Solving the problem of wasting a lot of resources just trying to insert systems.
The approach to “migrate” the client to a cloud had to take into account a few important risks.
After the migration to AWS, the customer noticed significant reductions in costs.
The bare-metal servers were not running properly and our client was wasting a lot of resources just trying to host their systems. The infrastructure had been set up in the pre-cloud era and some of the elements of the system had been set up in different hosting locations. This meant it was hard to manage access, and transfer data. The costs of server maintenance, getting new parts and keeping them all up and running at the same time was becoming more and more problematic and had reached the point at which it was directly influencing company stability. Scaling up the infrastructure was also hard because of physical limitations and deprecated software, which did not support automatic scaling. The client’s team were frustrated and wanted to improve things but without serious changes in the approach towards the host systems, only small improvements could have been made. Unfortunately, the infrastructure needed much bigger changes. This case study is a good illustration of how we deal with problems and deliver final solutions.
We investigated several different solutions. A private cloud was an option. However, this was rejected because private clouds are dedicated to a single client and this wasn’t possible in this case. The customer planned to create an infrastructure that could be used for multiple business targets in the future. After rejecting this option, a choice was made to go for AWS, mainly because of its leading position on the market.
The approach to “migrate” the client to a cloud had to take into account a few important risks:
▸ During migration, the system could go down for a maximum of 60 seconds only.
▸ There were more than 90 different servers with different operating systems (Microsoft and Linux) which had to be migrated in a strict order so as to keep availability high.
▸ The system was separated physically and would have to be unified in one solution supported by AWS.
▸ The database infrastructure was suboptimal and had to be redesigned before any migration could begin.
The process we designed was as follows:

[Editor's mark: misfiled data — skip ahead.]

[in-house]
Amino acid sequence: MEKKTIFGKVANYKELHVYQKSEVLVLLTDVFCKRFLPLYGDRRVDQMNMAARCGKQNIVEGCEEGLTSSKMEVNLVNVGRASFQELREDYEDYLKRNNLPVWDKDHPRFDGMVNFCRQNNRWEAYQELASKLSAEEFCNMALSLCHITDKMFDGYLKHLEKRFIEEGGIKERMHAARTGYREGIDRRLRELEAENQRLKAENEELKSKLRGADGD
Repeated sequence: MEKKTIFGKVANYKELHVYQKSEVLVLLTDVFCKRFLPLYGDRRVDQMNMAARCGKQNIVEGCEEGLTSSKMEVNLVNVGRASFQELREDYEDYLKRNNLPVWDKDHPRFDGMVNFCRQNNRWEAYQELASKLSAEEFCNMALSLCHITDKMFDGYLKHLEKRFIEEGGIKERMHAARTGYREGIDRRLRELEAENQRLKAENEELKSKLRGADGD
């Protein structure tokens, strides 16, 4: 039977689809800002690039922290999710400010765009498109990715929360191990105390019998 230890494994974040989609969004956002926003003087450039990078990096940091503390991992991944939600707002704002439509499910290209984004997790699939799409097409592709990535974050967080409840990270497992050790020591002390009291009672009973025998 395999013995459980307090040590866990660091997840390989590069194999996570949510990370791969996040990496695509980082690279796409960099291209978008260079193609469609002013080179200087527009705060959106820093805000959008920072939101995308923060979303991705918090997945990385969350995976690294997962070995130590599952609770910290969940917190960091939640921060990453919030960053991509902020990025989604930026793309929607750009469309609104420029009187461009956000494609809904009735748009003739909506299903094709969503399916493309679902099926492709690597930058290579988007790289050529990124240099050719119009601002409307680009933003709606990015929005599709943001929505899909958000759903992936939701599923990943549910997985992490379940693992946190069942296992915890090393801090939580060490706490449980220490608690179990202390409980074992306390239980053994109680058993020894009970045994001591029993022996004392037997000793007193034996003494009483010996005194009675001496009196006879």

1. Dev and test accounts were created in AWS to test progress of the migration.
2. In order to decide how the infrastructure should be designed, we had to create an architectural design diagram.
3. A comparison of the different hardware options was made (cloud vs bare-metal) to ensure the same farm of servers would be launched in AWS.
4. We started by creating an infrastructure in AWS:
▸ Networking parts (VPC, security groups, routes).
▸ EC2 fleet for services. ▸ CloudFormation templates to automate server deployments.
Thanks to the auto-scaling features, our client was positively surprised by the way their infrastructure’s load was handled.
In addition, after the migration to AWS, the customer noticed significant reductions in costs. He is now able to control expenditures from just one location (using AWS Billing). Managing the architecture configuration is much easier having it all in one place, without having to constantly jump from one multiple data center to other centers. The whole process took around 3 months, which included planning, testing and implementation of the changes.
However, the greatest advantage of having the infrastructure in AWS is that it is self-healing.
Now, when one of the EC2 instances fails or goes down, mechanisms such as Auto Scaling Group
and Launch Configuration can raise a new instance automatically without any manual involvement.
Also, thanks to the load balancers used in AWS, services now have regular traffic which means
the applications work consistently. Using Load balancers helps to control the traffic on the servers
and other virtual machines.
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